Upcoming Events

Nov 15, 2014 8:30 AM Education Event
Broadcom Presents
Design_Code_Build II
Design_Code_Build II
Broadcom Presents Design_Code_Build is a daylong education program put on by the Computer History Museum. Each event is filled with activities that explore the basics of computer programming, from concept to coding. Students will meet inspiring tech industry “rock stars,” build their own working computers using a Raspberry Pi, and investigate how programming was done in the past. The day will end with creative group presentations in which students will showcase the concepts and skills they have learned.
Broadcom Presents Design_Code_Build is a daylong education program put on by the Computer History Museum. Each event is filled with activities that explore the basics of computer programming, from concept to coding. Students will meet inspiring tech industry “rock stars,” build their own working computers using a Raspberry Pi, and investigate how programming was done in the past. The day will end with creative group presentations in which students will showcase the concepts and skills they have learned.

Please note that this program is designed for grades 6 through 8.

About Broadcom Presents Design_Code_Build
Broadcom Presents Design_Code_Build is a program of interactive STEM (Science, Technology, Engineering and Math) events put on by the Computer History Museum. These one day long events are designed to introduce Bay Area middle school students, particularly those from populations that are typically underrepresented in high-tech professions, to the basic concepts behind coding and applied mathematics, in order to excite them about pursuing STEM in their education and future careers.

Through activities that emphasize problem solving, collaboration, creativity, and project-based learning, students gain hands-on experience building and programming a Raspberry Pi, designing instruction sets to navigate a life-sized maze, and working with Museum docents to investigate historic methods of computer programming. Each event is keynoted by a “rock star” – a tech industry luminary who shares his or her personal story to inspire students and pique their interest – and supported by other tech professionals who act as role models and mentors throughout the day.

IMAGE USE CONSENT:
Note that by registering for this program, you grant permission to the Computer History Museum (CHM) to take photos and video to use in materials related to CHM programs, and further understand and agree that CHM is not legally liable, financially or otherwise, for use of these images.
Nov 18, 2014 6:00 PM Speaker Series
CHM Presents Revolutionaries
IBM's Chairman & CEO Ginni Rometty in Conversation with Museum CEO John Hollar
Join us tonight as John Hollar sits down for a conversation with Ginni Rometty about technology, innovation and change.
IBM is at the center of computing’s history and future like few other enterprises in the world. Today it is a globally integrated technology company headquartered in Armonk, New York. In its 103-year history of solving problems and providing leading-edge technology to businesses, governments and non-profits, it has had only nine chief executives. In this edition of Revolutionaries, we welcome Chairman, President and Chief Executive Officer Ginni Rometty.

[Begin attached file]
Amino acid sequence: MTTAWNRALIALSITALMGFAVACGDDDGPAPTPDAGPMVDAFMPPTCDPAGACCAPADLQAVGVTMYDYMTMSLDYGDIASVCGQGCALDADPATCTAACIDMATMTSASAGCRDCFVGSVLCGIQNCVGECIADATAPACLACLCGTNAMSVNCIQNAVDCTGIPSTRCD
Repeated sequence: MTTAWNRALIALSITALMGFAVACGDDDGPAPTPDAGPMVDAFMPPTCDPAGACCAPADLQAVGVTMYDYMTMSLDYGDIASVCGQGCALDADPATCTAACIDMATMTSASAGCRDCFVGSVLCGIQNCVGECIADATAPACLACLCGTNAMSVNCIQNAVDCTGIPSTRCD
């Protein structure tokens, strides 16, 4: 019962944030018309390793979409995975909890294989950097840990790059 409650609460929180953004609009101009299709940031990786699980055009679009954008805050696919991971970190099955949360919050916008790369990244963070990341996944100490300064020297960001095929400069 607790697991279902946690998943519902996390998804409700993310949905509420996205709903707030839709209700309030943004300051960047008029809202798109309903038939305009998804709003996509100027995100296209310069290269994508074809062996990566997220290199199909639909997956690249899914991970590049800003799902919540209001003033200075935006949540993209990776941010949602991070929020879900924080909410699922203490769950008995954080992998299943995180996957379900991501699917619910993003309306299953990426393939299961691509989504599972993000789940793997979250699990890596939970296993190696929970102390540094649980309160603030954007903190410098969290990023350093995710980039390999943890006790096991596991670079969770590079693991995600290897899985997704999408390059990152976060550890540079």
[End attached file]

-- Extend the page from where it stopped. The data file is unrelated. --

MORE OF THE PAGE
Ginni Rometty began her career at IBM 33 years ago and has held a series of leadership positions, most recently as Senior Vice President and Group Executive, IBM Sales, Marketing and Strategy. In January 2012 she was appointed to her current position as the company’s chief executive.

Under her leadership, IBM is embarking on a bold transformation agenda to lead in a new era of computing, where unprecedented amounts of data are being generated every moment, powerful business and technology services are accessed via the cloud, and people are connecting in new ways through mobile and social networks, placing new demands on security.

Join us tonight as John Hollar sits down for a conversation with Ginni Rometty about technology, innovation and change.

This event is part of the Museum's acclaimed Revolutionaries speaker series, featuring renowned innovators, business and technology leaders, and authors in enthralling conversations often with leading journalists. Our audiences learn about the process of innovation, its risks and rewards, and failure that led to ultimate success.
Dec 7, 2014 8:30 AM Education Event
Broadcom Presents
Design_Code_Build III
Design_Code_Build III
Broadcom Presents Design_Code_Build is a daylong education program put on by the Computer History Museum. Each event is filled with activities that explore the basics of computer programming, from concept to coding. Students will meet inspiring tech industry “rock stars,” build their own working computers using a Raspberry Pi, and investigate how programming was done in the past. The day will end with creative group presentations in which students will showcase the concepts and skills they have learned.

Please note that this program is designed for grades 6 through 8.
Broadcom Presents Design_Code_Build is a daylong education program put on by the Computer History Museum. Each event is filled with activities that explore the basics of computer programming, from concept to coding. Students will meet inspiring tech industry “rock stars,” build their own working computers using a Raspberry Pi, and investigate how programming was done in the past. The day will end with creative group presentations in which students will showcase the concepts and skills they have learned.

Please note that this program is designed for grades 6 through 8.

About Broadcom Presents Design_Code_Build
Broadcom Presents Design_Code_Build is a program of interactive STEM (Science, Technology, Engineering and Math) events put on by the Computer History Museum. These one day long events are designed to introduce Bay Area middle school students, particularly those from populations that are typically underrepresented in high-tech professions, to the basic concepts behind coding and applied mathematics, in order to excite them about pursuing STEM in their education and future careers.

Through activities that emphasize problem solving, collaboration, creativity, and project-based learning, students gain hands-on experience building and programming a Raspberry Pi, designing instruction sets to navigate a life-sized maze, and working with Museum docents to investigate historic methods of computer programming. Each event is keynoted by a “rock star” – a tech industry luminary who shares his or her personal story to inspire students and pique their interest – and supported by other tech professionals who act as role models and mentors throughout the day.